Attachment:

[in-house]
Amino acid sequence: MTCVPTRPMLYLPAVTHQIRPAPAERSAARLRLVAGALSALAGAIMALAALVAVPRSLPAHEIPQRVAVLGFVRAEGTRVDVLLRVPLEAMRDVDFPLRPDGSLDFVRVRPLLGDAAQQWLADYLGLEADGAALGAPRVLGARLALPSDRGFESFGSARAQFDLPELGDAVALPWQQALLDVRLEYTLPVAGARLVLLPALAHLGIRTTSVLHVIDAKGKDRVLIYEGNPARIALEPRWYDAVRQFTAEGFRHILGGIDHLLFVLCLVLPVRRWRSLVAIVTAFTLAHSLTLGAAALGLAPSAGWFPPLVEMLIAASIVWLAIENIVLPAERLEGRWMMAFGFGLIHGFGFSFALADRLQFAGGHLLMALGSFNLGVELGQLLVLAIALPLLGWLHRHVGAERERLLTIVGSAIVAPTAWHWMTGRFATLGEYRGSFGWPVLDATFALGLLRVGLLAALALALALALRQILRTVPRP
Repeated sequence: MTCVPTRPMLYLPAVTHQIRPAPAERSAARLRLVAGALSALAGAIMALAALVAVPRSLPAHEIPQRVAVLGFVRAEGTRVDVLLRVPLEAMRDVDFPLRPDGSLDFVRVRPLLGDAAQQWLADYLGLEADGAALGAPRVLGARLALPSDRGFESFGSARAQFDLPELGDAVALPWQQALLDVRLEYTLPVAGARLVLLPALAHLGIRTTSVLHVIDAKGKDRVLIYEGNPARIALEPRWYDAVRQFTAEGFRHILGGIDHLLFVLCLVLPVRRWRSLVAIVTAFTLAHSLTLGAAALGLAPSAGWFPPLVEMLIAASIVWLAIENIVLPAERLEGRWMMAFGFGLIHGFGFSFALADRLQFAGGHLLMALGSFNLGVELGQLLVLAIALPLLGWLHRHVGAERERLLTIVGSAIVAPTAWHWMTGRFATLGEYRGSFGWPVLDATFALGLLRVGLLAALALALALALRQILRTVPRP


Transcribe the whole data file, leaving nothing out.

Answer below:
[in-house]
Amino acid sequence: MTCVPTRPMLYLPAVTHQIRPAPAERSAARLRLVAGALSALAGAIMALAALVAVPRSLPAHEIPQRVAVLGFVRAEGTRVDVLLRVPLEAMRDVDFPLRPDGSLDFVRVRPLLGDAAQQWLADYLGLEADGAALGAPRVLGARLALPSDRGFESFGSARAQFDLPELGDAVALPWQQALLDVRLEYTLPVAGARLVLLPALAHLGIRTTSVLHVIDAKGKDRVLIYEGNPARIALEPRWYDAVRQFTAEGFRHILGGIDHLLFVLCLVLPVRRWRSLVAIVTAFTLAHSLTLGAAALGLAPSAGWFPPLVEMLIAASIVWLAIENIVLPAERLEGRWMMAFGFGLIHGFGFSFALADRLQFAGGHLLMALGSFNLGVELGQLLVLAIALPLLGWLHRHVGAERERLLTIVGSAIVAPTAWHWMTGRFATLGEYRGSFGWPVLDATFALGLLRVGLLAALALALALALRQILRTVPRP
Repeated sequence: MTCVPTRPMLYLPAVTHQIRPAPAERSAARLRLVAGALSALAGAIMALAALVAVPRSLPAHEIPQRVAVLGFVRAEGTRVDVLLRVPLEAMRDVDFPLRPDGSLDFVRVRPLLGDAAQQWLADYLGLEADGAALGAPRVLGARLALPSDRGFESFGSARAQFDLPELGDAVALPWQQALLDVRLEYTLPVAGARLVLLPALAHLGIRTTSVLHVIDAKGKDRVLIYEGNPARIALEPRWYDAVRQFTAEGFRHILGGIDHLLFVLCLVLPVRRWRSLVAIVTAFTLAHSLTLGAAALGLAPSAGWFPPLVEMLIAASIVWLAIENIVLPAERLEGRWMMAFGFGLIHGFGFSFALADRLQFAGGHLLMALGSFNLGVELGQLLVLAIALPLLGWLHRHVGAERERLLTIVGSAIVAPTAWHWMTGRFATLGEYRGSFGWPVLDATFALGLLRVGLLAALALALALALRQILRTVPRP